Let’s just be up-front here: I don’t have appointment television anymore that isn’t sports-related. That being said, The Walking Dead is as close as it gets for me. I spent a couple weekends pounding through season two on Netflix before purchasing season three and catching up before the first episode of the current season. Since then I’ve been at most a day behind any new episode. And I’m glad I caught up. Had I been behind and not watched Sunday night’s “The Grove” as soon as I did, I would have felt behind on all the awesome.
***This is where the spoiling begins. Your eyes have been appropriately warned.***
In line with what we’ve seen since the group’s exodus from the prison, I was expecting another episode of strong character development, but one that would ultimately end with Carol, Tyrese, and the various little ladies making their way towards the mysterious Terminus. And it sure started that way. The group found a somehow livable house, complete with not-god-awful fencing, an actual water supply, and a healthy surplus of pecans. Hell, compared to what we’ve been seeing on that show for four seasons, it seemed like heaven.
I was settling in for a relatively lighter episode in this idyllic setting. I know Lizzy has been a problem child for some time (her near suffocation of baby Judith sorta locked that status in), but I didn’t think it would come to a head the way it did. Especially not with how adorable and innocent Mika was in this episode. (Seriously. I was exclaiming her adorbz-ness at my TV.) The house would provide a logical backdrop for some event or revelation that would ensure the group would continue (mostly intact) towards their ultimate destination.
We were getting great moments that made you feel like this group could make it out unscathed. Mika shot a zombie (eventually), saving her sister and baby Judith. Carol and Tyrese shared a moment by a large tree. (You know, how adults do.) Mika’s near-death at the hands of the undead seemed to have shaken Lizzy, but I couldn’t be certain that she really knew what was happening (’cause she’s batshit crazy). But I assumed it would stave off the crazy for a few episodes longer, until she met up with the rest of the group. (Where I thought Carl would end up taking things into his own hands, similar to an event in the comic series.)
And then it happened.
That was my audible reaction to seeing Lizzy’s bloody hands, Mika’s lifeless body on the ground behind her. Suddenly this episode wasn’t developing characters, but completing them.
See, for a while I was thinking that maybe Carol had lied about killing Karen and what’s-his-face. (David? Sure. David.) I was thinking she had been covering up for Lizzy’s first crime against humanity. I was wrong there too. Not only did we see Lizzy’s truly horrific descent, but they even gave us a clear, evidence-based reason to once and for all know that Carol was responsible for the earlier kills: Lizzy would have let Karen and David turn. No longer creepily toying with rabbits and feeding zombies, the big sister finally let her psychosis show when she killed Mika in order to “turn” her. Because all the zombies want are friends that are just like they are. This was undoubtedly one of the creepiest instances of zombie empathy I’ve ever seen. (Evident by how many times I proclaimed how “fucked UP” she was.)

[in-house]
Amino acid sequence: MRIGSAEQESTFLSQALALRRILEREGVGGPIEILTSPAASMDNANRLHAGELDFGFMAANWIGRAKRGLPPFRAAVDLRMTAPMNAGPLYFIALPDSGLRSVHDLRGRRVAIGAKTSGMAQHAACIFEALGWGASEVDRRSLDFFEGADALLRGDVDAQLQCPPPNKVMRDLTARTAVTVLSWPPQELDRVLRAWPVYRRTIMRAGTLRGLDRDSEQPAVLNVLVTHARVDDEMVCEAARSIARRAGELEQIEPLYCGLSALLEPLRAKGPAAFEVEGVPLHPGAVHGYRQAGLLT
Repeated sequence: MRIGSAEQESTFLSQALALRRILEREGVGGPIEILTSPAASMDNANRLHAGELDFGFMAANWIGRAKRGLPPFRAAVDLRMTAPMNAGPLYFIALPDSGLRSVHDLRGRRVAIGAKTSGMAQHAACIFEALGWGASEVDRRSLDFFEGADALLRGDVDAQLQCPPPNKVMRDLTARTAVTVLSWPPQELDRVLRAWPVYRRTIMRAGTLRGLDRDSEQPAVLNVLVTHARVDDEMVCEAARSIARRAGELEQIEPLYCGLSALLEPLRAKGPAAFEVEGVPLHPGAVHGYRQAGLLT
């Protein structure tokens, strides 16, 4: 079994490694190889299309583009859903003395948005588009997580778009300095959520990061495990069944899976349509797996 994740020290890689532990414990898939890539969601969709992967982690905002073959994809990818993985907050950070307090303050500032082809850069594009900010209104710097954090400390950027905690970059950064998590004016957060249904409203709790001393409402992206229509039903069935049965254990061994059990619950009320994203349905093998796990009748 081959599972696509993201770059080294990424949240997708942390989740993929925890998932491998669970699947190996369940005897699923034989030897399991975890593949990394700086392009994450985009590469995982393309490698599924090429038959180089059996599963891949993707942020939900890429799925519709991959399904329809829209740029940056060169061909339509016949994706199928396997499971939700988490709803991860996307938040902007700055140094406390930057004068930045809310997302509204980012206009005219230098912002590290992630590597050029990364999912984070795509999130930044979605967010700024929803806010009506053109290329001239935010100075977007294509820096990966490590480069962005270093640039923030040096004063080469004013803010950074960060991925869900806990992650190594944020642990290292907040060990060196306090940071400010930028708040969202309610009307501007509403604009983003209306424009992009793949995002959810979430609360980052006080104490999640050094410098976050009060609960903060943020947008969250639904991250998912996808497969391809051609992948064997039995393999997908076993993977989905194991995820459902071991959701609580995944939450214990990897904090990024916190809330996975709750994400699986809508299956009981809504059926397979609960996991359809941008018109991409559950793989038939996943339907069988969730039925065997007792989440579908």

It’s one thing to have killed zombie Sophia early in the series. It made sense to us. She wasn’t a person by that point anymore. But for them to have one sister stab the other to death? That’s something else entirely. It was murder. (And I always say a show/movie has major huevos when it decides to kill a kid.) And then Carol and Tyrese were forced to come to the same conclusion that we all did: that Lizzy wasn’t fit to be in society, even if it’s the damaged version of it this show portrays.
And then the show went there. Tyrese watches from a window with a baby in his arms as Carol walks Lizzy out to the backyard, near a flower patch. It is there Lizzy realizes Carol is mad at her, but she’s still not fully understanding why. Lizzy assumes its because she pointed a gun at Carol, not that she killed her sister. As Lizzy begins to weep and show more emotion than she has in her entire time in the series, Carol tells her to “look at the flowers,” a call-back to how Mika would help Lizzy re-center following her emotional breaks. But when Carol goes for the gun at her belt, we all knew how this was going to end.
One gunshot was all that was necessary for the series to deliver one of its most chilling and emotionally charged moments. “The Grove” was no longer just a rest stop episode on the way to the finish line. It was a finish line.
This is why I love The Walking Dead. It has never relented in its pursuit of these seminal moments, no matter how graphic they are. It is always finding new ways to depress us, while at the same time tempting us with light at the end of an ever-darkening tunnel. They may have veered away from certain pivotal situations on which the comic series focused, but no longer can we claim that’s due to a “copping out” on AMC’s part. Rest assured, this version of The Walking Dead will pull no punches.
Let us know your reaction to “The Grove” below!